Most service-oriented architecture (SOA) projects fail to deliver ROI, according to a new report from Nucleus Research
Nucleus Research surveyed 106 organizations and found that only 37% of SOA projects demonstrated ROI.
"People do succeed some of the time in getting benefits from SOA in the form of improved developer productivity," said David O'Connell, senior analyst at the Wellesley, Mass.-based research firm. "What we found, though, was that adoption tended to be somewhat narrow. People tend to get into SOA in an ad hoc or departmental basis."
O'Connell said adoption of SOA tends to get "stranded." He said a major value of SOA projects is the concept of reuse. In SOA, developers create software that performs general functions or "services" that can work in different business contexts. These services can be strung together in an architecture to perform business processes. A major advantage of such architecture is that many of the software services can be reused, saving time and resources and speeding deployment in application development.
O'Connell said organizations often fail to delve deeply enough with their SOA adoption. They will see some benefits in the form of improved productivity for software developers and testers, but adoption of this reusable software isn't broad enough. For instance, developer productivity increased by an average of 28% in the Nucleus Research survey.
But companies don't go deep enough with the technology. O'Connell found that SOA touches only 27% of current IT projects in the average organization. And only 32% of published software services get reused.
Jeff Kristick, vice president of marketing at Tibco Software Inc., a Palo Alto, Calif.-based vendor of SOA software and consulting services, said it was possible that many of the organizations surveyed by Nucleus are on their way toward an ROI. They just haven't reached it yet.
"It would be interesting to overlay the maturity of projects in this survey," Kristick said. "I think the companies that have positive returns have higher numbers of projects."
Kristick pointed out that companies often don't see a return on their first couple of SOA projects. It's only after several projects are in place and companies are reusing software code that it truly starts to see positive results.
O'Connell said Kristick's point is valid, but he added that something else is at work here.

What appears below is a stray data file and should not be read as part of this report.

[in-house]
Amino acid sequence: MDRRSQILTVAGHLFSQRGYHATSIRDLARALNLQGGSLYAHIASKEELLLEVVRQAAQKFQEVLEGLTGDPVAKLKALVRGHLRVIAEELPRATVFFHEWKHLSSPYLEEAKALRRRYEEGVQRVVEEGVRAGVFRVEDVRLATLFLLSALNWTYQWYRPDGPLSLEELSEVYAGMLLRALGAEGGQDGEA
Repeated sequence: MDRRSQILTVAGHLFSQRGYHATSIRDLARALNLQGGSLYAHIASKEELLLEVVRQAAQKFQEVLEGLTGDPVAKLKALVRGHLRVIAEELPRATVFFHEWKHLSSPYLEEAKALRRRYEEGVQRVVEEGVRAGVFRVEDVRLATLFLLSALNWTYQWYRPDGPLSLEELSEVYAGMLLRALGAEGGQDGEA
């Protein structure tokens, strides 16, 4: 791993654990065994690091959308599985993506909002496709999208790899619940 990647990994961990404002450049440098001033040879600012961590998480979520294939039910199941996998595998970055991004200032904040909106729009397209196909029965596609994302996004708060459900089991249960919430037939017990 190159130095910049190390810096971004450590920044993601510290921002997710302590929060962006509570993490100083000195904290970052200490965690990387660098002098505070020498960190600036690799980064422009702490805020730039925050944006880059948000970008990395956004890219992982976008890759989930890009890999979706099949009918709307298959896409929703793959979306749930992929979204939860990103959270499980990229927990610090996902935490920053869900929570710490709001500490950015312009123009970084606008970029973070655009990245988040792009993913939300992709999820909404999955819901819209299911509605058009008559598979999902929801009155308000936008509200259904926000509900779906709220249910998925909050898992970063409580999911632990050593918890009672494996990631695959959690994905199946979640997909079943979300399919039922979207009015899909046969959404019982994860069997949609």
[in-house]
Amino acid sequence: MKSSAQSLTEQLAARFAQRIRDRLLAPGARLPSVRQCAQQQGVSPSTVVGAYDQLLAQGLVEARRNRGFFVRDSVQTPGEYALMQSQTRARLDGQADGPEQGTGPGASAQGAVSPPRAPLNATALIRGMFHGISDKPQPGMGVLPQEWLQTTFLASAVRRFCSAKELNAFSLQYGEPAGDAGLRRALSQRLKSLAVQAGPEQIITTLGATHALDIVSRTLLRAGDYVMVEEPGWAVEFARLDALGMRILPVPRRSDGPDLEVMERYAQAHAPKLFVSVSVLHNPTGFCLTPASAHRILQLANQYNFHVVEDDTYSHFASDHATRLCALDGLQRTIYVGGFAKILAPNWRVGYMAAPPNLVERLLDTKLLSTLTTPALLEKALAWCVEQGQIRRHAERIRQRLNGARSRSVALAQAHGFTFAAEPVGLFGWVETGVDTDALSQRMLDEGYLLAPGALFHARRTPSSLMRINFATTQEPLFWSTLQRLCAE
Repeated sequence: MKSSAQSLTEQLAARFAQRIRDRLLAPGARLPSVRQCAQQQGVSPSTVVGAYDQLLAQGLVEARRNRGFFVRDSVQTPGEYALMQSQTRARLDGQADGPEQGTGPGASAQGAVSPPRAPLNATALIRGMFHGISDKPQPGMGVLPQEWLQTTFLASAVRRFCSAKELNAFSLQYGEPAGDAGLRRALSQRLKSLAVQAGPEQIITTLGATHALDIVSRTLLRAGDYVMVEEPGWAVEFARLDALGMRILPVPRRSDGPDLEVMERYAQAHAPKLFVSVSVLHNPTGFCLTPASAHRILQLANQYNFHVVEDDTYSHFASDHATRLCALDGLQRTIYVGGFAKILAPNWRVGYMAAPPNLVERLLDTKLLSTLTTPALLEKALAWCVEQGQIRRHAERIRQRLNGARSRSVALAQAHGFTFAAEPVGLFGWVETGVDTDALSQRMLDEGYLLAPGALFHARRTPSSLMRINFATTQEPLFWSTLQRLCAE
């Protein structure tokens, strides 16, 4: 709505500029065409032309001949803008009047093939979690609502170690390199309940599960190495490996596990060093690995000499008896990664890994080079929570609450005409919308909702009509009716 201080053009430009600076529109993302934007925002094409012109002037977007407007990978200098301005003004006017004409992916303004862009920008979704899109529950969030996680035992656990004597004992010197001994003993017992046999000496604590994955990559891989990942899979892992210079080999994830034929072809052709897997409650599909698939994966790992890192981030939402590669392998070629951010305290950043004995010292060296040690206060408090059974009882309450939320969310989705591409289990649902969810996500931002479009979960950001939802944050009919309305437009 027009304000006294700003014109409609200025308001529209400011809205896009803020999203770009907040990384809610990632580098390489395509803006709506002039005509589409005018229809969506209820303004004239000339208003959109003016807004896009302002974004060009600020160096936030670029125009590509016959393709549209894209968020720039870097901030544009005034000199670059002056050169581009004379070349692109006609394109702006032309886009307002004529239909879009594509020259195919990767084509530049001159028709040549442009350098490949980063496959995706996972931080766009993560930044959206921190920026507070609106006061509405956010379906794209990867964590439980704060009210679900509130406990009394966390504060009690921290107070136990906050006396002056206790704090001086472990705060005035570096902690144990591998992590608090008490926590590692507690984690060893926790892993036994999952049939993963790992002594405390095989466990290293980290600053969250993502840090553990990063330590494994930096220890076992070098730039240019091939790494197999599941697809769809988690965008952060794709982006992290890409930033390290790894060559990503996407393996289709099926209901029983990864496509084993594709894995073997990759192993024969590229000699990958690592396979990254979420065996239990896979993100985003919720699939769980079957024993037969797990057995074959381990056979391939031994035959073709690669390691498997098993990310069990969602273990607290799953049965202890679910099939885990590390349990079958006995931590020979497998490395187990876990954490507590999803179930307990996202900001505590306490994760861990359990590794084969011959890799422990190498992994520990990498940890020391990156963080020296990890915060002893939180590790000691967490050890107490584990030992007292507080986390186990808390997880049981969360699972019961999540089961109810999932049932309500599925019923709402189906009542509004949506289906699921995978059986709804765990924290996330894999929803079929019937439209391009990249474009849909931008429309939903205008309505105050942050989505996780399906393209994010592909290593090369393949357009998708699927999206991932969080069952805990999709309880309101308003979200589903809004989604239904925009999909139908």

"You'll be lucky to get ROI on the first couple projects," he said. "You have got to do a few projects to get a positive return. However, SOA has been around for a while, and I think the lack of ROI has more to do with a lack of breadth rather than a lack of projects."
Organizations fail to get that breadth of adoption because they fail to broadcast the advantages of SOA reuse internally. O'Connell said too many organizations fail to have an internal champion to push the reuse of software services.
"It's something we emphasize," Kristick said. "How to promote reuse and to encourage developers to think outside the project they're working on and the service they're creating. We talk to our customers a lot about that and how people underestimate that."
Many companies invest in registries and repositories where developers can find software services that can be reused. But these applications aren't enough to guarantee reuse. Human resources departments should enact policies that require developers to adopt it.
But O'Connell said it's most important that these companies have someone championing SOA projects internally.
At Con-Way Inc., a $4.2 billion freight and logistics company based in San Mateo, Calif., that champion is lead enterprise architect Maja Tibbling.
"It's absolutely necessary that senior IT executive management be on board," Tibbling said. "If it isn't approached from an architectural perspective it won't be successful. Just doing random and spotty hit-and-miss SOA doesn't give any value."
She said a company needs an evangelist for SOA.
"People can talk about governance all they want," Tibbling said. "They can have a wonderful repository sitting there, but if no one knows to look there they're not going to find it. You have to get the word out in touting the benefits of SOA and making it known what there is to reuse.
"The key is that services need to be built in such a way that they can get leveraged in different contexts, and that you provide an agile platform for business processes," she said.
Tibbling, who has been working with SOA since 1995, said she's in the process of extending the technology from Con-Way's freight division to the entire enterprise. She said the biggest barrier to adoption she hears about within her company is understanding reuse.
"I hear people say, 'We don't have time to consider other uses [of services],'" Tibbling said. The key is to build software services that are general enough that reuse is easier to achieve, but not so general as to make them useless.
Tibbling said many developers are often resistant to SOA because they feel it isn't agile enough. She said it stops them from "just getting things done" because they have to spend time thinking about separating functions in services and building a rigorous architecture.
Let us know what you think about the story; email: Shamus McGillicuddy, News Writer